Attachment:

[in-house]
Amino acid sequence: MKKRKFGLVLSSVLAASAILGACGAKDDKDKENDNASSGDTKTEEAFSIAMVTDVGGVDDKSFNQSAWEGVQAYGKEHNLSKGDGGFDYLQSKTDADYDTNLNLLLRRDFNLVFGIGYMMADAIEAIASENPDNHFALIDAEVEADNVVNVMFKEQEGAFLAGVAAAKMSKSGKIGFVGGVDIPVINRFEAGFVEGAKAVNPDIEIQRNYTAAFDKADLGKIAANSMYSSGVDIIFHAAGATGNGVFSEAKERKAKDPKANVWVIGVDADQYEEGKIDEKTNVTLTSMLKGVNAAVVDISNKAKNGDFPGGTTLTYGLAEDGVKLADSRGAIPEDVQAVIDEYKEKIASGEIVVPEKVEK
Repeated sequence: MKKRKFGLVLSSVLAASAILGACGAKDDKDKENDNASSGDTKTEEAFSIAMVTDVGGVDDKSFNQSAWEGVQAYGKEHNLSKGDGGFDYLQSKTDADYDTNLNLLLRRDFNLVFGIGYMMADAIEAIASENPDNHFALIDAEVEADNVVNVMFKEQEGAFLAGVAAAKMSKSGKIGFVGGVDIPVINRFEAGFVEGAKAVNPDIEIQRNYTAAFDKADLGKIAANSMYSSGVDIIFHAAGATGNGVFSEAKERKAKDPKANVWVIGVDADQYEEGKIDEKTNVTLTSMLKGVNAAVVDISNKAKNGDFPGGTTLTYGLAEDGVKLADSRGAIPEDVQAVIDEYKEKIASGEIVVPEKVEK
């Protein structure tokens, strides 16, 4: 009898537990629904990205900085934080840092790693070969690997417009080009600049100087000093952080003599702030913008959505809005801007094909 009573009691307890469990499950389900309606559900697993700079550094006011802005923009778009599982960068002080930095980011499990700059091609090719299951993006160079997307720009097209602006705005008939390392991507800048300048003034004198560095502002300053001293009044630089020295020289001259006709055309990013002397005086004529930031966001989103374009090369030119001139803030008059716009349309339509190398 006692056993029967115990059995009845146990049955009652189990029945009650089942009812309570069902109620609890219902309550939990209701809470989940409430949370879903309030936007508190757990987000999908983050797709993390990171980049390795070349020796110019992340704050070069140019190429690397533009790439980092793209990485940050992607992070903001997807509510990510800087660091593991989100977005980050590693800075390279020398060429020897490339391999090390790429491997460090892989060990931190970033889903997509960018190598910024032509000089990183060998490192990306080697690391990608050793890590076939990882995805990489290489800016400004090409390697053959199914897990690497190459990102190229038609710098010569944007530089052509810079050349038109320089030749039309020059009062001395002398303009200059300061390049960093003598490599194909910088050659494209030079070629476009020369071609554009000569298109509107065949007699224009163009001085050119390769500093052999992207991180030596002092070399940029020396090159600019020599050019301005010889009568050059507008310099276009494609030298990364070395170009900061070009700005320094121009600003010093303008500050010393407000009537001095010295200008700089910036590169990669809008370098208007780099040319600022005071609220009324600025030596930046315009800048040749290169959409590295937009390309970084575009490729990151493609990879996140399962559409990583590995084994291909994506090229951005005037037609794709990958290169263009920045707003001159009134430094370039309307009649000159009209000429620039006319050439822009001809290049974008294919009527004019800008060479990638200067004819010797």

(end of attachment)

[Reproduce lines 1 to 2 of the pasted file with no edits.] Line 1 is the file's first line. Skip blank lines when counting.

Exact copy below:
[in-house]
Amino acid sequence: MKKRKFGLVLSSVLAASAILGACGAKDDKDKENDNASSGDTKTEEAFSIAMVTDVGGVDDKSFNQSAWEGVQAYGKEHNLSKGDGGFDYLQSKTDADYDTNLNLLLRRDFNLVFGIGYMMADAIEAIASENPDNHFALIDAEVEADNVVNVMFKEQEGAFLAGVAAAKMSKSGKIGFVGGVDIPVINRFEAGFVEGAKAVNPDIEIQRNYTAAFDKADLGKIAANSMYSSGVDIIFHAAGATGNGVFSEAKERKAKDPKANVWVIGVDADQYEEGKIDEKTNVTLTSMLKGVNAAVVDISNKAKNGDFPGGTTLTYGLAEDGVKLADSRGAIPEDVQAVIDEYKEKIASGEIVVPEKVEK